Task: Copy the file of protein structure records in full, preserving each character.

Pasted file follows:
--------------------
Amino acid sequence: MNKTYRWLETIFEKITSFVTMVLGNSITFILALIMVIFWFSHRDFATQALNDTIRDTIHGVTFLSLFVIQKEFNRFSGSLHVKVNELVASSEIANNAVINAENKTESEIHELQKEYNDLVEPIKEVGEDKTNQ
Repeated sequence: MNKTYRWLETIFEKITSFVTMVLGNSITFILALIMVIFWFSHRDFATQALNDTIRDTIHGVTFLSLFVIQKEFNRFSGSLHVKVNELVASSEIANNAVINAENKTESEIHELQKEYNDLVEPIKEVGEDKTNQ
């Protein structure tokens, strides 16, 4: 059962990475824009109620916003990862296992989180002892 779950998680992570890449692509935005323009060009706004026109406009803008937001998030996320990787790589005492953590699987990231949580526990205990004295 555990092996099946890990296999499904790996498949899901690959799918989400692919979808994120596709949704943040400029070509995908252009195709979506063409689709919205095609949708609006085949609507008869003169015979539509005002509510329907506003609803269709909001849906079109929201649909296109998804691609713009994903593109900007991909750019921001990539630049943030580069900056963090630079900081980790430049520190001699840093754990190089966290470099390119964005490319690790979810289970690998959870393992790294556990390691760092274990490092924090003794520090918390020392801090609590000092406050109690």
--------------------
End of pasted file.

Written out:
Amino acid sequence: MNKTYRWLETIFEKITSFVTMVLGNSITFILALIMVIFWFSHRDFATQALNDTIRDTIHGVTFLSLFVIQKEFNRFSGSLHVKVNELVASSEIANNAVINAENKTESEIHELQKEYNDLVEPIKEVGEDKTNQ
Repeated sequence: MNKTYRWLETIFEKITSFVTMVLGNSITFILALIMVIFWFSHRDFATQALNDTIRDTIHGVTFLSLFVIQKEFNRFSGSLHVKVNELVASSEIANNAVINAENKTESEIHELQKEYNDLVEPIKEVGEDKTNQ
């Protein structure tokens, strides 16, 4: 059962990475824009109620916003990862296992989180002892 779950998680992570890449692509935005323009060009706004026109406009803008937001998030996320990787790589005492953590699987990231949580526990205990004295 555990092996099946890990296999499904790996498949899901690959799918989400692919979808994120596709949704943040400029070509995908252009195709979506063409689709919205095609949708609006085949609507008869003169015979539509005002509510329907506003609803269709909001849906079109929201649909296109998804691609713009994903593109900007991909750019921001990539630049943030580069900056963090630079900081980790430049520190001699840093754990190089966290470099390119964005490319690790979810289970690998959870393992790294556990390691760092274990490092924090003794520090918390020392801090609590000092406050109690």